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Determinants of pre-procedural state anxiety and negative affect in first-time colposcopy patients: implications for intervention

Overview of attention for article published in European Journal of Cancer Care, November 2011
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1 tweeter

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Title
Determinants of pre-procedural state anxiety and negative affect in first-time colposcopy patients: implications for intervention
Published in
European Journal of Cancer Care, November 2011
DOI 10.1111/j.1365-2354.2011.01317.x
Pubmed ID
Authors

S. KOLA, J.C. WALSH

Abstract

Women experience significant emotional distress in relation to further diagnostic evaluation of pre-cancerous cell changes of the cervix. However, less is known about the specific variables that contribute to elevated state anxiety and negative affect prior to colposcopy. The study aims to identify psychosocial factors that predict distress in this patient group, which can help in the development of more sophisticated interventions to reduce psychological distress. Socio-demographic variables, scores for state anxiety, negative affect, trait anxiety, fear of pain, coping style, pain-related expectancy and knowledge were assessed in 164 first-time colposcopy patients immediately before the colposcopy examination. Twenty-six per cent of variance in pre-colposcopy state anxiety was significantly explained by marital status, parity, trait anxiety, fear of minor pain and expectations of discomfort. Twenty-nine per cent of variance in pre-colposcopy negative affect was significantly explained by trait anxiety and expectations of pain. Women who are single, have children, are high trait anxious, and anticipate pain and discomfort appear to be at risk for pre-colposcopy distress. Interventions aimed at reducing pre-colposcopy psychological distress should include situation-specific variables that are amenable to change, and trait anxious women are likely to benefit from interventions to reduce distress.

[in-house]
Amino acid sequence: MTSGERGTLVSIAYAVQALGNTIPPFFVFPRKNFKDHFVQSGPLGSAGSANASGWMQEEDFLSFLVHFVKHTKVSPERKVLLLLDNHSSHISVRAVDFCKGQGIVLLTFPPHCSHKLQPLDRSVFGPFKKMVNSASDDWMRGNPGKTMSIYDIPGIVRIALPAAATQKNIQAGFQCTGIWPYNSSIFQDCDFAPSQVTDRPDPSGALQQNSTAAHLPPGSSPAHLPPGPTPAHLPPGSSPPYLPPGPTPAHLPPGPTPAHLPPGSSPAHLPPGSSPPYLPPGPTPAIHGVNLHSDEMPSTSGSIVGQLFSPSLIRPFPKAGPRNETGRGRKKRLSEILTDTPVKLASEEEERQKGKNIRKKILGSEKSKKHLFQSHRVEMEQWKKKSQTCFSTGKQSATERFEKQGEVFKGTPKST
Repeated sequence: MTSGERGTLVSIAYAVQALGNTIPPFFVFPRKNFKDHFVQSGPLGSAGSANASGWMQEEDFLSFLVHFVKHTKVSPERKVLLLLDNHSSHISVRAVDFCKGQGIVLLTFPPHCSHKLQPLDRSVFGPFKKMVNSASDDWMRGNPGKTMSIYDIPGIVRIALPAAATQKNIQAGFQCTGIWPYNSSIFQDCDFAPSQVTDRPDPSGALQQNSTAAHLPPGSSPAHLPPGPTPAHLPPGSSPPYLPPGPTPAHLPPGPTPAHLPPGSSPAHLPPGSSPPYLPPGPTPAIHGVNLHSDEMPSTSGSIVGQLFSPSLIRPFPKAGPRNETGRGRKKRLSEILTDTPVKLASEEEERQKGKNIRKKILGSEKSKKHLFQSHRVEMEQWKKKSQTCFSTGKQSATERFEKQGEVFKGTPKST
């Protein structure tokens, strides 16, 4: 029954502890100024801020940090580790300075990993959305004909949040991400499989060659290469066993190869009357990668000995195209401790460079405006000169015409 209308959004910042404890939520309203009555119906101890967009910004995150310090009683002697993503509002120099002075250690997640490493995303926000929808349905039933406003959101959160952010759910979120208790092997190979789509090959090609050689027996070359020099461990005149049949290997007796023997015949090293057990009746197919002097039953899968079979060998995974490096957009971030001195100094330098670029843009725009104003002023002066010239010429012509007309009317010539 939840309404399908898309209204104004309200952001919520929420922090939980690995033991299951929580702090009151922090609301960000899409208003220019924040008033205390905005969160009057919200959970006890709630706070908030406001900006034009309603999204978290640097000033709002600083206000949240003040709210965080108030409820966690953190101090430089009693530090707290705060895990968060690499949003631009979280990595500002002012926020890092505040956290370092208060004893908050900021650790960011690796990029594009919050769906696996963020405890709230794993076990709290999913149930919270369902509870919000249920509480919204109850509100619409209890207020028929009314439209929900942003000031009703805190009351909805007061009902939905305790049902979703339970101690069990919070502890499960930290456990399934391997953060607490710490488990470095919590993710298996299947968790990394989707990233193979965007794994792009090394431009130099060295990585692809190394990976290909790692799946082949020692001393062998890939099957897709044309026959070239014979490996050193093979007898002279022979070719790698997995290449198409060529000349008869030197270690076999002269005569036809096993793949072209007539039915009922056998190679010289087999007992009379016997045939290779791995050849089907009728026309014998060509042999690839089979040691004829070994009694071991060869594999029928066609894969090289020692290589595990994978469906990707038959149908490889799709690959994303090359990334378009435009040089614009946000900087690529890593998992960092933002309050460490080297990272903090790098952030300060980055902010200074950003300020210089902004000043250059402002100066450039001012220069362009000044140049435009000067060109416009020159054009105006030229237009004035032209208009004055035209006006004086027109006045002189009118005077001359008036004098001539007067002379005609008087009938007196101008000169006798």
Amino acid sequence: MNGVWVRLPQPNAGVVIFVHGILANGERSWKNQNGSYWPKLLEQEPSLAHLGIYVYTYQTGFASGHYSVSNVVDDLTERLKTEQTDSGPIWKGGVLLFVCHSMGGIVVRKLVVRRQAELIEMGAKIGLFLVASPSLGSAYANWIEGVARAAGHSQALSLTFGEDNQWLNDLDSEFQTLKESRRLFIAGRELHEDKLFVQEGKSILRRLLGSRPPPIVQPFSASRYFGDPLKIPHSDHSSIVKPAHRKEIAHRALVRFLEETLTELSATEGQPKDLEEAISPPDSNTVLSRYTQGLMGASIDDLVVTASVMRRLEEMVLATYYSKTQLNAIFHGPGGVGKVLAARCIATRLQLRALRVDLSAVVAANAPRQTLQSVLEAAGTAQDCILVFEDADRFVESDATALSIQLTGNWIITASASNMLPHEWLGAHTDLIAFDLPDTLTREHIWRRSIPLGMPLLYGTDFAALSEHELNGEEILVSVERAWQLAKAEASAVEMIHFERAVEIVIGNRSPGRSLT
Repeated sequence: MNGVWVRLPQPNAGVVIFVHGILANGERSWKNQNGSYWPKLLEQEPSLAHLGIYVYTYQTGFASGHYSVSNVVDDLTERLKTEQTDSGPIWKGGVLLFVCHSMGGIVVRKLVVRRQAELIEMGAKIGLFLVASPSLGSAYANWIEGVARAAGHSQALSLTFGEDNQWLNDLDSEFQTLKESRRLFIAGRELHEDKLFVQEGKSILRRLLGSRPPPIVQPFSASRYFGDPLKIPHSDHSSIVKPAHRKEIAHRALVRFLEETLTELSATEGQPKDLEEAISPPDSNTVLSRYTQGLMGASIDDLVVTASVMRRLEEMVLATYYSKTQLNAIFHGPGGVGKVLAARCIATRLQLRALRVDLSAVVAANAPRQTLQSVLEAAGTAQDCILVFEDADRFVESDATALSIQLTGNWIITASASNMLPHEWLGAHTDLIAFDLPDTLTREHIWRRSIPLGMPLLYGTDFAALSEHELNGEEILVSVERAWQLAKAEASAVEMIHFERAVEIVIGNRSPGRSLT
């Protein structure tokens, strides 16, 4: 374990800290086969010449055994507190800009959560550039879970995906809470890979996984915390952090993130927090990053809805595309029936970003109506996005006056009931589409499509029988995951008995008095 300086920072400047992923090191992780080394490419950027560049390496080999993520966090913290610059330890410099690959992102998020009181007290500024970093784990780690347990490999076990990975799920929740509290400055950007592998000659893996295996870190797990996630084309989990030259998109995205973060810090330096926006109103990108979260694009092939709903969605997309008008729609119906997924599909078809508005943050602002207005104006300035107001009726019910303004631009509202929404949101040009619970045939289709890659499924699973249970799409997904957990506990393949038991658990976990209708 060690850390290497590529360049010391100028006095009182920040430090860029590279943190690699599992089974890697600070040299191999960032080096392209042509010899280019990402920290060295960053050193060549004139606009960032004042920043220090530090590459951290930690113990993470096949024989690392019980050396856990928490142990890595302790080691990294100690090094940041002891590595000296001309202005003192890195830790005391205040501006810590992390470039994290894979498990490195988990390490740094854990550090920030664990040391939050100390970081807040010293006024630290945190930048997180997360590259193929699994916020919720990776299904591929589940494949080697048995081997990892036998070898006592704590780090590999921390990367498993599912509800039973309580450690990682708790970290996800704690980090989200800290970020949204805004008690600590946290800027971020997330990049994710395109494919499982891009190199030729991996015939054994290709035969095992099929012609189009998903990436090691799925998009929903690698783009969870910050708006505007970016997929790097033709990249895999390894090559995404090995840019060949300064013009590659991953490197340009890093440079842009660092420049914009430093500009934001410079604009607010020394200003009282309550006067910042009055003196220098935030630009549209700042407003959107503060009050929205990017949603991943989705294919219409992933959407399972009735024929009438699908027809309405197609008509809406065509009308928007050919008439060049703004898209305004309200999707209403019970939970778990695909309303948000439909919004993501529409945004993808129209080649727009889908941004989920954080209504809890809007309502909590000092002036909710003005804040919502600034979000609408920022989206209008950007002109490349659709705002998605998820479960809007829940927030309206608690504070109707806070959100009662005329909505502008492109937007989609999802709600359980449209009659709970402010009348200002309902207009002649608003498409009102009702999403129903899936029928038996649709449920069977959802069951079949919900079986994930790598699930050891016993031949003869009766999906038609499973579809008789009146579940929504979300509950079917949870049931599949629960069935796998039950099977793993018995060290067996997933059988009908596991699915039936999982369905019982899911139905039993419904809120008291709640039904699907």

Twitter Demographics

The data shown below were collected from the profile of 1 tweeter who shared this research output. Click here to find out more about how the information was compiled.

Mendeley readers

The data shown below were compiled from readership statistics for 38 Mendeley readers of this research output. Click here to see the associated Mendeley record.

Geographical breakdown

Country Count As %
United Kingdom 1 3%
Unknown 37 97%

Demographic breakdown

Readers by professional status Count As %
Student > Ph. D. Student 7 18%
Student > Master 5 13%
Student > Postgraduate 4 11%
Student > Doctoral Student 4 11%
Student > Bachelor 3 8%
Other 10 26%
Unknown 5 13%
Readers by discipline Count As %
Psychology 12 32%
Medicine and Dentistry 10 26%
Nursing and Health Professions 4 11%
Arts and Humanities 2 5%
Environmental Science 1 3%
Other 2 5%
Unknown 7 18%

Attention Score in Context

This research output has an Altmetric Attention Score of 1. This is our high-level measure of the quality and quantity of online attention that it has received. This Attention Score, as well as the ranking and number of research outputs shown below, was calculated when the research output was last mentioned on 02 December 2011.
All research outputs
#10,943,206
of 12,348,212 outputs
Outputs from European Journal of Cancer Care
#635
of 719 outputs
Outputs of similar age
#198,288
of 230,804 outputs
Outputs of similar age from European Journal of Cancer Care
#24
of 28 outputs
Altmetric has tracked 12,348,212 research outputs across all sources so far. This one is in the 1st percentile – i.e., 1% of other outputs scored the same or lower than it.
So far Altmetric has tracked 719 research outputs from this source. They receive a mean Attention Score of 3.9. This one is in the 1st percentile – i.e., 1% of its peers scored the same or lower than it.
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We're also able to compare this research output to 28 others from the same source and published within six weeks on either side of this one. This one is in the 1st percentile – i.e., 1% of its contemporaries scored the same or lower than it.